Republicans like House Speaker Thom Tillis said last year they would call any superintendents who claimed they were having trouble staffing their classrooms to testify before legislative oversight hearings. There has been no need for what Democrats predicted would be a mass layoff of teachers, Tillis and other Republicans say, since most of the jobs lost were unfilled positions.
Those oversight hearings have been slow to develop. The first is scheduled for April 19, about a month before lawmakers enter their May budget adjustment session.
Holloway and Rep. Linda Johnson, a Kannapolis Republican, run the Joint Legislative Oversight Committee on Education with Tillman. Both said they don’t know which superintendents will come or what they will say.
It’s likely the messages will vary as they did when WRAL asked school officials how they would cope with the planned additional funding cuts, should they come to pass.
Franklin County’s Ingram said that the EduJobs money had paid for 50 of his district’s 115 teaching assistants. Many of those people work with one-on-one or in small groups with students learning to read, he said. Without a replacement for EduJobs, most of those assistants would have to be let go.
Cost to keep teachers falls on counties
Other school systems are hoping their county commissioners will help them. Both Wake County and Durham County schools have asked for additional tax dollars from their county governments, which are cash-strapped themselves.
In November, Durham County voters approved a quarter-cent local sales tax to help pay for education. It’s less clear where extra money for Wake County schools might be found.
”We cut people hard last year," said Wake County School Superintendent Anthony Tata. "We cut down into the marrow of the bone last year and we took some pretty significant cuts. We are as lean, I think, as we can possibly be.”
Tata said his top priority would be protecting teacher jobs.
Jeff Nash, a spokesman for Durham County schools, said the district will focus on keeping teachers. But that means school buildings will go without regular maintenance, computers in classrooms will fall further out of date and children who ride the bus will spend more time in traffic.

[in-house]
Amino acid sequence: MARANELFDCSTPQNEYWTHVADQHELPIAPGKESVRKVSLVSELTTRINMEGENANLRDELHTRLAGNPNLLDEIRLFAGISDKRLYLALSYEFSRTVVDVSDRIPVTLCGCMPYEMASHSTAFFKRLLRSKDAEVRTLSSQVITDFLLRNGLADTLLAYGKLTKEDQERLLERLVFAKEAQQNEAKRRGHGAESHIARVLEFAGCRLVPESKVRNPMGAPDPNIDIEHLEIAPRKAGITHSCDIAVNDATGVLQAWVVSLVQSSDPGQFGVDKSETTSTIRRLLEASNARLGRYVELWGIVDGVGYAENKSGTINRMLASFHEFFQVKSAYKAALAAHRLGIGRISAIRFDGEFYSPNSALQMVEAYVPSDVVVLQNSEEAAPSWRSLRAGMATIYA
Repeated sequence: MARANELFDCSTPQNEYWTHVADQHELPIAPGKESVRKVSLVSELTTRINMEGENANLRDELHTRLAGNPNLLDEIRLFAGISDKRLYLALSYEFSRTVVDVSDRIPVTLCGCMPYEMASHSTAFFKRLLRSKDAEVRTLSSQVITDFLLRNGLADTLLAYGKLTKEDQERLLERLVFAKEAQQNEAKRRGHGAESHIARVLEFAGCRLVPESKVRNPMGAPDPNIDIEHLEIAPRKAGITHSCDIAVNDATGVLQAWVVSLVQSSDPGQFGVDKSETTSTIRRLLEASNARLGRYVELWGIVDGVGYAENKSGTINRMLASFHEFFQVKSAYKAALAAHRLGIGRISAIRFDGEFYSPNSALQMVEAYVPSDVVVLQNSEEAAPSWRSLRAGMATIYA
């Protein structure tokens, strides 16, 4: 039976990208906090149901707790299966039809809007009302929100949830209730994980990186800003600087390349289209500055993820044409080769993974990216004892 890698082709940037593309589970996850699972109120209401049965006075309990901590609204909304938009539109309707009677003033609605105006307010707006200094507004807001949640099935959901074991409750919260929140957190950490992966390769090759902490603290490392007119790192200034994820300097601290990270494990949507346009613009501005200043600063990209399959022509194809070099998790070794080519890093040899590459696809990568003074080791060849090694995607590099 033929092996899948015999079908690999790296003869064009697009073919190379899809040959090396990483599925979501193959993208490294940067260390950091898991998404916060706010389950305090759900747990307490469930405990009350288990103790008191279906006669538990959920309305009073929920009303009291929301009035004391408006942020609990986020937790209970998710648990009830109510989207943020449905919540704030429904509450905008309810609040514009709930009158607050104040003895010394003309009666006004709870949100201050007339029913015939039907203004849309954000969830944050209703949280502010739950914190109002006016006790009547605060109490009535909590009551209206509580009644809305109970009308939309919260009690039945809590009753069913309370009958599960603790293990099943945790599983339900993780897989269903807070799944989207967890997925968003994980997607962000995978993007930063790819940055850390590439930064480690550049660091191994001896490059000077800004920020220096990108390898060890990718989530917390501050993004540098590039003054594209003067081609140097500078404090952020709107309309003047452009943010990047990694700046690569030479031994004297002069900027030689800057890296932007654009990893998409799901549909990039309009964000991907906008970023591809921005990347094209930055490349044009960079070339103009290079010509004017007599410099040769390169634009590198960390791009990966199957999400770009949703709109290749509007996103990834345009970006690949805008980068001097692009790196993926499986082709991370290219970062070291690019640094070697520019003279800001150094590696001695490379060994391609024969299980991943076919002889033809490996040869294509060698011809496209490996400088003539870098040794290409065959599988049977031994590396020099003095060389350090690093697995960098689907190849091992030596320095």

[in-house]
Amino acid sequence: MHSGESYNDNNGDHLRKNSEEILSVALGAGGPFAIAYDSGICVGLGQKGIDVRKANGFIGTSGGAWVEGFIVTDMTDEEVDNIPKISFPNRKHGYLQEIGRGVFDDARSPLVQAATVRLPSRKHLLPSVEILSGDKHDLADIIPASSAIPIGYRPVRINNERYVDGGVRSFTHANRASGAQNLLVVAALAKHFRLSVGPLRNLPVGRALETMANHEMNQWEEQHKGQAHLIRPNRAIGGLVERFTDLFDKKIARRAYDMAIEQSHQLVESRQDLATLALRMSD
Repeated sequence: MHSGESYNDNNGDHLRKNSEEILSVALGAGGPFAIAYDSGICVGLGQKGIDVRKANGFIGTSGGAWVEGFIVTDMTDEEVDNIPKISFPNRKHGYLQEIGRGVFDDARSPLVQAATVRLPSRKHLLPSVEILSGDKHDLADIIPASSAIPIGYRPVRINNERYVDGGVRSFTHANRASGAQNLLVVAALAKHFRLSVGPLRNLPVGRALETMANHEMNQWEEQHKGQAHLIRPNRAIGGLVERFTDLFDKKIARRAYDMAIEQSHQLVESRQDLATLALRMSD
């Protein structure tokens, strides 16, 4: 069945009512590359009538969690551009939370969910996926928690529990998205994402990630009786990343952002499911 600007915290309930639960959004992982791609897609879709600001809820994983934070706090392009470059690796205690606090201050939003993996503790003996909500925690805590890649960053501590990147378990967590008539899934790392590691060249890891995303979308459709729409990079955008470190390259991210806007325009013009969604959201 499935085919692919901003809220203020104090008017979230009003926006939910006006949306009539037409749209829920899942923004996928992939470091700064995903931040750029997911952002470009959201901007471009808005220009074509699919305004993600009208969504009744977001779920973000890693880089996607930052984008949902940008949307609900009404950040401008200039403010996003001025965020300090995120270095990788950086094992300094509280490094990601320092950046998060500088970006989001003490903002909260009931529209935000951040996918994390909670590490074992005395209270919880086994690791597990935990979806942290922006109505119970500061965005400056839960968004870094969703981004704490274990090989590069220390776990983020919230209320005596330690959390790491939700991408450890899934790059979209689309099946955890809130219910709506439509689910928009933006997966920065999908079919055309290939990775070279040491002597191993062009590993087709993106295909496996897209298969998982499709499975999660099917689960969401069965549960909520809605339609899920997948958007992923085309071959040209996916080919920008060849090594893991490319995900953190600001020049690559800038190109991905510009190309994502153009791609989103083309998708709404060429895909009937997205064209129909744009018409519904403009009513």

“It’ll be great if we can keep our teachers. It would be greater if we could give them some supplies,” Nash said.
Like Holloway, Berger said he's seen information that suggests the loss of EduJobs will not be felt squarely in the classroom. More than half of the federal money, he said, has gone toward administrative costs.
But according to information from the Department of Public Instruction, EduJobs alone accounts for more than 5,400 positions throughout the state. And superintendents say that the cuts will affect the classroom.
"The quality of education is going to suffer if these cuts go through," said Ed Davis, superintendent of Union County Schools. He said the school district, like the state, still has to work through its budget, so nothing is final.
But he estimated the $9.9 million Union County will lose in state and federal money is the equivalent of 97 teaching positions plus 150 teacher assistant positions.
"It'll be a big deal this year," Davis said. "There will be some teachers that will be let go, and lots of teacher assistants."
Cumberland County will be able to offset the cuts by using its fund balance, the equivalent of a government’s savings account, Lopes said. But that will only work for one year. After that, there won’t be enough savings to fully offset the state and federal cuts.
“It’s not a sustainable revenue source,” he said. To avoid teacher layoffs in the future, he said, more funding will be needed.
Other districts were circumspect about the costs and their plans. Terri Sessoms, a spokeswoman for Johnston County Schools, refused on behalf of administrators there to talk about potential cuts.
Joyce, of the school administrators association, said many school leaders don’t want to worry parents or teachers. And some, she said, may fear that speaking out could bring reprisals from lawmakers.
“But the truth is, long-term, they’re going to have fewer people in the classroom to deal with students,” she said.